# 1 What’s it all about

TL;DR: A more neuroscientifically realistic model of artificial neural networks.

Current generation of widely applied ANN models are much more artificial than intelligence. I don’t want to really elaborate on this but most applied ANNs can be seen as universal function approximators, and since I don’t believe in a functionalism version of mind theory so ANNs are not of much difference from traditional statistical learning methods for me. It’s not dynamic, by and large, thus limits its applicability to even temporal sequential data.

One (and almost only) great example of neuroscience inspired ANN model is the fabled convolutional neural networks. Purported to be derivative of how columns in the primary visual cortex works. But it stretches the point to say we are anywhere near making useful neuromorphic models. Sensory systems are mere utility and largely feed forward, thus the ease of studying and modeling. They are on the very low tier of peripheral system supporting the brain. Things get funky really quick if we try to climb up the ladder to even how the lower level of sub-symbolic processing works. And beyond that we have to bridge the gap between the sub-symbolic systems and the huge unexplored ??? zones of neural processing, for which we don’t even have the adequate philosophical tools to grasp the issue.

There will always be another under satisfied lunatic. I’m not quite sure if I’m on board yet but lets take some look, not gonna hurt.

One cool thing about SNNs is, there’s no well established model/framework/training method at all because it’s still in its infancy, so there’s a wide plethora of wildly different models and methods tried to tackle this challenge, and I doubt there will ever be one grand unified methodology like gradient propagating for currently applied ANNs. Sky is the limit!

# 2 The idea

To be real is to be realistic. We are no god so we mimic god(-sic) works by looking at the brain. The gross history of ANN development is after higher biological realism.

## 2.1 Towards biological realism [2]

First generation ANNs, synchronous linear activation with binary output.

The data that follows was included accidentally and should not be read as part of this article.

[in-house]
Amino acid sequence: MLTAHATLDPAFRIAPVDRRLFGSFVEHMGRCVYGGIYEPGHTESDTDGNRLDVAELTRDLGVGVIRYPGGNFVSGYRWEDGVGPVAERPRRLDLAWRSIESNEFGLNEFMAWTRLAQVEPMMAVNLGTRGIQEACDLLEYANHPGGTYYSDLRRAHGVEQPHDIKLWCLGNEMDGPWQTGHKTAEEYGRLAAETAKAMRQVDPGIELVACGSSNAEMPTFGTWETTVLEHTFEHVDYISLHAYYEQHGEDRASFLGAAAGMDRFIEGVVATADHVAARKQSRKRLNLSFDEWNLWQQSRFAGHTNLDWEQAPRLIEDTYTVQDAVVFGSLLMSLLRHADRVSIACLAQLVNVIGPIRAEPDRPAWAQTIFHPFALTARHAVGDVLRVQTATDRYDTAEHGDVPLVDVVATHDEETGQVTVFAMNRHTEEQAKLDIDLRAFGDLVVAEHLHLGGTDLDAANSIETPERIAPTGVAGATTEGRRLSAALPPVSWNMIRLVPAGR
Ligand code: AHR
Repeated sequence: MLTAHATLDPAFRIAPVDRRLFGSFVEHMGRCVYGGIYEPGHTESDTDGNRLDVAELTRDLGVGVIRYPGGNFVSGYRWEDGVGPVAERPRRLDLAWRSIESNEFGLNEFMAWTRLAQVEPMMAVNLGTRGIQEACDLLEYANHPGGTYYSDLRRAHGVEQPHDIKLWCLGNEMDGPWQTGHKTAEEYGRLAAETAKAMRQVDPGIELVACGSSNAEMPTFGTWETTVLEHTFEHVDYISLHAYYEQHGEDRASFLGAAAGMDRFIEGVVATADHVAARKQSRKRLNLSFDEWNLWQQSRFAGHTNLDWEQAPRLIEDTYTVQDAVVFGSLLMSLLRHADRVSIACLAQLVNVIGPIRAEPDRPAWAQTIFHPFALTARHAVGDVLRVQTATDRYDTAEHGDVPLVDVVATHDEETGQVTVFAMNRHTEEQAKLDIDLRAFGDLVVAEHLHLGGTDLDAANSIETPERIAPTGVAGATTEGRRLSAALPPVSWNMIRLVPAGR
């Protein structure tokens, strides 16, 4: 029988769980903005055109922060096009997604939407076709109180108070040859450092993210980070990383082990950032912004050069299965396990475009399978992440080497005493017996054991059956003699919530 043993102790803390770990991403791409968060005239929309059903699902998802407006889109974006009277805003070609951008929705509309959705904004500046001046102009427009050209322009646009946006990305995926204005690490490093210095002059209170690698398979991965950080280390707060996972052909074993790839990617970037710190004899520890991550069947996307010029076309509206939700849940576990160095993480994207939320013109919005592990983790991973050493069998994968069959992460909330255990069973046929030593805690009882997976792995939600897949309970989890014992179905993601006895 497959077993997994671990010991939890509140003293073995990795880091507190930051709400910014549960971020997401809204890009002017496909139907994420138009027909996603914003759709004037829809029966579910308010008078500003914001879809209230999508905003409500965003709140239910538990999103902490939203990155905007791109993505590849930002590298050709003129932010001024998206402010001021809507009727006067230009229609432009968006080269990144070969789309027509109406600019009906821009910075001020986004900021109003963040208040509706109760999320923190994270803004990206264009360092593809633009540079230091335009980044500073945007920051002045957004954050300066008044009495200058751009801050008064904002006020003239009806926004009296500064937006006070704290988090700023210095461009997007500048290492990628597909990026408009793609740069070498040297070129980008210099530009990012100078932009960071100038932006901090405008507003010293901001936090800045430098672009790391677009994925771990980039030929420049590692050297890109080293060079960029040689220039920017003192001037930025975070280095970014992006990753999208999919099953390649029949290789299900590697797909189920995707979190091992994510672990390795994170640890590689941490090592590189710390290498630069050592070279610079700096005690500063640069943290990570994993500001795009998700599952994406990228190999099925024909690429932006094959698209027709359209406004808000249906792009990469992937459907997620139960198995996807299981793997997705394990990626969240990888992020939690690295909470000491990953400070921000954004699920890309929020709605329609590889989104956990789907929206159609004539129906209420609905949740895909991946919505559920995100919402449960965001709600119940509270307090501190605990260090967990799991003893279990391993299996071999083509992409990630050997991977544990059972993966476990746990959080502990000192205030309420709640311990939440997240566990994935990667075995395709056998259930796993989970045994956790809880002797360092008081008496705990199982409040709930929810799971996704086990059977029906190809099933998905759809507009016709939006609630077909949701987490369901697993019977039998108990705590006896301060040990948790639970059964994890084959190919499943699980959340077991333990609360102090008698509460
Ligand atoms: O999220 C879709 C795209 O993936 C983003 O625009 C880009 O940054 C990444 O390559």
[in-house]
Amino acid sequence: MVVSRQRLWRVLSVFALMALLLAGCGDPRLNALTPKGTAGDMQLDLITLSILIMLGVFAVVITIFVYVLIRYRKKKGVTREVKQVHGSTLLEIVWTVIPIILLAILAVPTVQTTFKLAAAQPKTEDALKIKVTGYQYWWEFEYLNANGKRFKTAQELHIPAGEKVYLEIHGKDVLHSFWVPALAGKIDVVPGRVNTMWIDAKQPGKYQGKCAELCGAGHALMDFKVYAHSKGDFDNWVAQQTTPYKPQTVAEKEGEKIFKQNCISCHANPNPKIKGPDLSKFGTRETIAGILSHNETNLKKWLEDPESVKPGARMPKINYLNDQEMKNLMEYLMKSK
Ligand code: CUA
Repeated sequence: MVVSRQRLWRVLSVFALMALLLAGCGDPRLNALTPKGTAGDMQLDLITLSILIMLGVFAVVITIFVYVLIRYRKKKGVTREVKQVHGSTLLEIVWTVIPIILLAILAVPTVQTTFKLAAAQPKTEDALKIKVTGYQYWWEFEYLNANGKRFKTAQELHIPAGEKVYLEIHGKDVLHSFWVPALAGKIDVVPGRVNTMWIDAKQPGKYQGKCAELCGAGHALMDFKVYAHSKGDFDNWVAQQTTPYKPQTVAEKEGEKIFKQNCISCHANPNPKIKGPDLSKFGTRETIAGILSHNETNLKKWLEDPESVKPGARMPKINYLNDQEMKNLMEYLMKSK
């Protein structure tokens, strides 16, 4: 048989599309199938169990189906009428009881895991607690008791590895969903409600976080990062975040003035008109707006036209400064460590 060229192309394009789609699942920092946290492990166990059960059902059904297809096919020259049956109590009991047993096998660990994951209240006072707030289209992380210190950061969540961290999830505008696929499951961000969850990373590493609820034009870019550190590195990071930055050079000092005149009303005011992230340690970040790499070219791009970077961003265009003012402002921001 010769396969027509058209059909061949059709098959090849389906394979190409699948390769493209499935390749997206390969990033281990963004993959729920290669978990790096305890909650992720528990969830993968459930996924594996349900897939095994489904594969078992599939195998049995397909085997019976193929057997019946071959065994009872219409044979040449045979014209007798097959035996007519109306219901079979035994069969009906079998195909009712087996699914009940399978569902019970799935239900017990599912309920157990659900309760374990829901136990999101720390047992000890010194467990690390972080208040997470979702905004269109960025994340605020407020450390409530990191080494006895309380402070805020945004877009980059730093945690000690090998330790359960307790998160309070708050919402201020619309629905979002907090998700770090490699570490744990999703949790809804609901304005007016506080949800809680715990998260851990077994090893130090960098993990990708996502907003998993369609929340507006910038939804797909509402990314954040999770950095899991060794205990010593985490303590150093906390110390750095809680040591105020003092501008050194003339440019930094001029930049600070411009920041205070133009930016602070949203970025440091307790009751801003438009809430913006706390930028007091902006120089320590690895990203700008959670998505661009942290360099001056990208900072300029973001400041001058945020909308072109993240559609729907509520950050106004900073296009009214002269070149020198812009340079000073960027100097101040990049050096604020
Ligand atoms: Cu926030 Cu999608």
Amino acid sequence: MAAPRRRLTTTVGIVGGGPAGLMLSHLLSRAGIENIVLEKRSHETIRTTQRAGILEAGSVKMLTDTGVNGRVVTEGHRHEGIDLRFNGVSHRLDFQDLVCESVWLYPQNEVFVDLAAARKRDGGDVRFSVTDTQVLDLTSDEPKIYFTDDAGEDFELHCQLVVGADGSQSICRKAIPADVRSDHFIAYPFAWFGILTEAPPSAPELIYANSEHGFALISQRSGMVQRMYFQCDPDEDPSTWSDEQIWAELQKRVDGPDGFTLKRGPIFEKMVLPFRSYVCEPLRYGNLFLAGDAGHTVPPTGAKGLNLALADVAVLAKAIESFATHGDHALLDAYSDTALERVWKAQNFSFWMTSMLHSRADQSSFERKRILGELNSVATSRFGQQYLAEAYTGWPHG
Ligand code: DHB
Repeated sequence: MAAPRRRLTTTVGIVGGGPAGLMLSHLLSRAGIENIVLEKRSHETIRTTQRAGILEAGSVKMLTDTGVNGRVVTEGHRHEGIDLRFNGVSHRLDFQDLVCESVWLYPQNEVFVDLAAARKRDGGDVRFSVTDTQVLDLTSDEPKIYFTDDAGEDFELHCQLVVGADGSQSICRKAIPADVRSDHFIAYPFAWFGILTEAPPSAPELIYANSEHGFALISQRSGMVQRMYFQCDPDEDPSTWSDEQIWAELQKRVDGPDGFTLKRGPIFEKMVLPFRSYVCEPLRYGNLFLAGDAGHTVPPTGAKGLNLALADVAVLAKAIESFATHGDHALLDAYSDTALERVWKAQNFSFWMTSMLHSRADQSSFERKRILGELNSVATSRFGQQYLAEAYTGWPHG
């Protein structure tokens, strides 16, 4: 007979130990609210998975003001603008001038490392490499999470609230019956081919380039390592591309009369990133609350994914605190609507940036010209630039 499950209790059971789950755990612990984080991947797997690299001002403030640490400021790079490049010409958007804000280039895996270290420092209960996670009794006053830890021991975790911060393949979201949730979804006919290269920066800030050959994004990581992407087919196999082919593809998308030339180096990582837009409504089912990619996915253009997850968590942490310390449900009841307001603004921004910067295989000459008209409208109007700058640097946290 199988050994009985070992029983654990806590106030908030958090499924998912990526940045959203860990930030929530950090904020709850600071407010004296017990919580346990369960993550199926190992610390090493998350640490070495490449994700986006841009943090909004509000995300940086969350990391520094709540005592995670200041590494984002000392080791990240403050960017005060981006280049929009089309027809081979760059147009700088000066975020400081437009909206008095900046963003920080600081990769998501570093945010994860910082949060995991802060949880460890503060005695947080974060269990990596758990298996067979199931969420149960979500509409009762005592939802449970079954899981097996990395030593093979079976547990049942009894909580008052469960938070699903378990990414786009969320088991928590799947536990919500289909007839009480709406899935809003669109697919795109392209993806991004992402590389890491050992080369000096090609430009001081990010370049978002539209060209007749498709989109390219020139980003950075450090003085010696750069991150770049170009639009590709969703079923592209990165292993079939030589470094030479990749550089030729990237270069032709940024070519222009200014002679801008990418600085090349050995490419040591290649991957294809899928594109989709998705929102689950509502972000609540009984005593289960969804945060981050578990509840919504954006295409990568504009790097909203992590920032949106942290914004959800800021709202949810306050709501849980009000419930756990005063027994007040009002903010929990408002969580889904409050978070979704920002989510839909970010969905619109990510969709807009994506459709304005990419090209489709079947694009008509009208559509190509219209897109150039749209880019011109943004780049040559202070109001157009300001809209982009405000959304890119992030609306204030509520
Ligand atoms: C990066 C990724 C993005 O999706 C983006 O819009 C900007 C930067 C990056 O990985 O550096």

Second generation ANNs, synchronous non-linear activation with real output.(we are here)

Third(?) generation ANNs, asynchronous, non-linear threshold-firing model with binary spike train output.

For a little bit detailed description check out the referenced article. The spirit is that we push it to higher biological fidelity whenever we can.

Do note that the real-valued output of 2nd gen ANNs is not a deviation from biological realism and binary output of purported 3rd gen ANNs is not a regression from it. Current synchronous networks with decidedly non-temporal, real-valued outputs can be view as a smoothed approximation of firing rates of binary spiking trains, incorporating limited temporal information without introducing too much additional complexity. It can be seen as a special case of SNNs whose precise timing of spikes were discarded.

## 2.2 Why?

Brain is a crazy and chaotic place. Feed forward neural networks are beautiful pieces of mathematical entities with desirable properties that give you a sense of control-ability, and peace of mind(People doing deep learning(like me) might disagree, read any book about neural dynamics and computational neuroscience and you’ll see what I mean). That’s the reason why almost nobody is doing SNNs.(NIPS2019 only accepted 2/1430 papers that have anything to do with spiking neurons, and one of them is about using autoencoders to model sequential spiking neural data).

(This can be totally wrong)By getting out of the comfort zone of feed forward networks, we can have much bigger variation on network topology, neural coding scheme, and dynamics. By thinking out of the box of back-prop trainability, we can get a step closer to understanding how the brain actually think and learns, being a giant self-organized holistic system largely relied on local interactions.

p.s. The biggest financial incentive behind SNN research is it’s locality and event-driven nature, assumed to cost far less energy when instantiated in an dedicated chip with neuromorphic sensors, than current version of networks. Not like there are many people care about knowing how the brain works lol.

# 3 Angles of attack

## 3.0 Methodological Considerations

Spiking neural network is a paradigm shift for neuronal information processing, it goes without saying that they are not drop-in replacements for current neuronal models(remember the good days when you stacking neuronal models like Lego and your software handles everything for you?). SNNs in general are utterly hard to simulate and train, without introducing considerable amount of reduction and simplification.

The only way to do some meaningful works on SNN based computing is by divide and conquer, in and incremental way. And there are different start points.